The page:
A new report has found that a significant proportion of minority workers have experienced racial harassment at work in the last five years, with many subjected to unfair treatment by the employer because of their race.
Last October saw the fiftieth anniversary of the introduction of Race Relations Amendment Act 1968 which outlawed racial discrimination in the workplace. However, racism remains a widespread part of everyday working life in Britain.
The Trade Union Congress (TUC) recently commissioned the Racism at Work survey. Stephen Ashe from The University of Manchester surveyed over 5000 people, who answered questions relating to various aspects of their everyday working lives.
The responses to the survey were surprising, with over 70 per cent of ethnic minority workers saying that they have experienced racial harassment at work in the last five years, and around 60 per cent saying that they have been subjected to unfair treatment by their employer because of their race.
Just under half of the respondents reported that racism had negatively impacted their ability to do their job, with staff members subject to verbal abuse and racist jokes.
Amongst the forms of workplace racism highlighted in this report, many are in fact hate crimes. This included over one in ten ethnic minority respondents and 6 per cent of non-British white participants reporting that they had experienced racist violence at work.
A third of respondents reported that they had been bullied and/or subjected to insensitive questioning while almost 15 per cent of women and 8 per cent of men stated that racial discrimination had caused them to leave their job.
Just over a quarter of participants who experienced racism at work needed to take a period of sick leave, and more shockingly over 40 per cent of those who reported a racist incident were either ignored or that they had subsequently been identified as a ‘trouble maker’.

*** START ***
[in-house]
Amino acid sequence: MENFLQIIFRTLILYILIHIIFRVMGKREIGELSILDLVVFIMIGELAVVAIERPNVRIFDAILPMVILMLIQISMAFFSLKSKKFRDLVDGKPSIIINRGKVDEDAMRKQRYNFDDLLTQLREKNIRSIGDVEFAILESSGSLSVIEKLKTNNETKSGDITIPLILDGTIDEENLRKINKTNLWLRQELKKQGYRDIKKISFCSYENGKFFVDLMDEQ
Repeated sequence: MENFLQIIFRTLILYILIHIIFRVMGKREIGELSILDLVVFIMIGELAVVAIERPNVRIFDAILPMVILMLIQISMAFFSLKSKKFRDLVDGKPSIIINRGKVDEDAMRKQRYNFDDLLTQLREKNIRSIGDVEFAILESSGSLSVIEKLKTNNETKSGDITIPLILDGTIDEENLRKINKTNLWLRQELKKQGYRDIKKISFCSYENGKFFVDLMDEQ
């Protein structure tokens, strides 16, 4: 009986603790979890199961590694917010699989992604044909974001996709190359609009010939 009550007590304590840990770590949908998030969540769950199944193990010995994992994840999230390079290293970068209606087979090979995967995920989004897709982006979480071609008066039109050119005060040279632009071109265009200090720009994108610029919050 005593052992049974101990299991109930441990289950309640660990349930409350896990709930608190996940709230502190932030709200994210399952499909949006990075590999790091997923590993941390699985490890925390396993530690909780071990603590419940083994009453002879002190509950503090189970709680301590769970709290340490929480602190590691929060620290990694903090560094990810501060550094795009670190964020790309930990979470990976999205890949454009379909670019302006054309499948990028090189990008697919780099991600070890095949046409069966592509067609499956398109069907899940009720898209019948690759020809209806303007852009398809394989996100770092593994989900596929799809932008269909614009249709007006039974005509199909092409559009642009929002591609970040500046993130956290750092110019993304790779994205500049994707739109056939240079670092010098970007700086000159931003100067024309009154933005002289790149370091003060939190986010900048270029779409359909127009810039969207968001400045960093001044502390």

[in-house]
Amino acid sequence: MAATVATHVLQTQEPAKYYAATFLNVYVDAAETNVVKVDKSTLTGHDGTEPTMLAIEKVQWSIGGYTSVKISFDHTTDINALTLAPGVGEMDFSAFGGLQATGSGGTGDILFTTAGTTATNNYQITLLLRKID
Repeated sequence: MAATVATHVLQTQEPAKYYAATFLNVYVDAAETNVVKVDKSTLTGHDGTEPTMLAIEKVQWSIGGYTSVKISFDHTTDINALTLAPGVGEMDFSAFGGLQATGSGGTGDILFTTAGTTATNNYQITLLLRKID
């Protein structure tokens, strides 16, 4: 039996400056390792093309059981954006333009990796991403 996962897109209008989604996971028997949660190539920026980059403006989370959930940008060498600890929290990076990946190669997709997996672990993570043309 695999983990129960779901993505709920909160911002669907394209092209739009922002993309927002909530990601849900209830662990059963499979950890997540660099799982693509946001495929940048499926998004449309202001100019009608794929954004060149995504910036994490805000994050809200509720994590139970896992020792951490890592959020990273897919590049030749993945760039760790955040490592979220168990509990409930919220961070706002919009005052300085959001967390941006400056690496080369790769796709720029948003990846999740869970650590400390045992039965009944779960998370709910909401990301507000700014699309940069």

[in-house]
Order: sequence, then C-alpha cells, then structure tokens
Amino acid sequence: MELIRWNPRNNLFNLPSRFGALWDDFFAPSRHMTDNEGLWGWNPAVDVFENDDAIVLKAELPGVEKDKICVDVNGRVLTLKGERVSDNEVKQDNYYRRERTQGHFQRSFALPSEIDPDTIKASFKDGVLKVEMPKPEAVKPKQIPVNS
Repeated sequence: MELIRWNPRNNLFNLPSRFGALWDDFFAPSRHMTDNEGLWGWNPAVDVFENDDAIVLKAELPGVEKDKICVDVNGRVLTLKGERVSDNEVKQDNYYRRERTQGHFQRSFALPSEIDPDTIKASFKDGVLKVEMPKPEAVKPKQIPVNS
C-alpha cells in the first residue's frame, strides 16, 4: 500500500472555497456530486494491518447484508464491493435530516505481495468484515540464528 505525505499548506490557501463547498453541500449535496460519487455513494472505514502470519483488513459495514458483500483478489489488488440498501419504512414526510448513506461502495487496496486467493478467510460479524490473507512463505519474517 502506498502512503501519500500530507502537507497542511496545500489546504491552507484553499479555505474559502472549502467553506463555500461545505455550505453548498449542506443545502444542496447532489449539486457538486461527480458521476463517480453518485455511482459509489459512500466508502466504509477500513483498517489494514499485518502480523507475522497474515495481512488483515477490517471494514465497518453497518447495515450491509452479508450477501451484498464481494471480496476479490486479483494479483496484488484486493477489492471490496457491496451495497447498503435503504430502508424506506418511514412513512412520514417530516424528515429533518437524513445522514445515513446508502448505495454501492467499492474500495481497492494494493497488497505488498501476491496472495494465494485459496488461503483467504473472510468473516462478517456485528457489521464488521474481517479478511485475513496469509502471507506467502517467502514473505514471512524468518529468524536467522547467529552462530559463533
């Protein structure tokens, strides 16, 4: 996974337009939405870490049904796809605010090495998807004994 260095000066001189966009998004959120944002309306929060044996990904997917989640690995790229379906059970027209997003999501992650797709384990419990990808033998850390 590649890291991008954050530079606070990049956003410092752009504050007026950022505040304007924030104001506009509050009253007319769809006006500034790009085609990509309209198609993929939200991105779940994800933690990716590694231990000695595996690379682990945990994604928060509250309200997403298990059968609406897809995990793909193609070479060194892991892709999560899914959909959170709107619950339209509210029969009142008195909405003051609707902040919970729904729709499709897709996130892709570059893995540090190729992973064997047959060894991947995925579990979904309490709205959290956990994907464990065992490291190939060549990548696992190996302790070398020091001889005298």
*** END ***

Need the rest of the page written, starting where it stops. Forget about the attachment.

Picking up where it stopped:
Among a number of recommendations, the authors of the report have called on the Government to commission a wide-ranging review into whether employers are fulfilling their equality duties, as well as legislating to make employers are responsible for protecting their workers against racism by third parties.
Samantha Randall, a Solicitor with Palmers, who specialises in employment law, said: “The Equality Act 2010 makes it unlawful for an employer to discriminate against employees and workers because of their race, religion or belief, age, disability, gender reassignment, sex, sexual orientation, marriage and civil partnership, pregnancy and maternity.
“These are known as `protected characteristics´ and there are hefty penalties for employers who ignore these rules.
“With the abolition of employment tribunal fees, it has become far easier to bring claims than in the previous five years, so the number of ‘gig economy’ workers who feel they have been unfairly labelled as self-employed could continue to rise in the months and years to come.”
For help and advice with all aspects of employment law including putting policies in place to ensure your business complies with the Equality Act 2010, please contact us.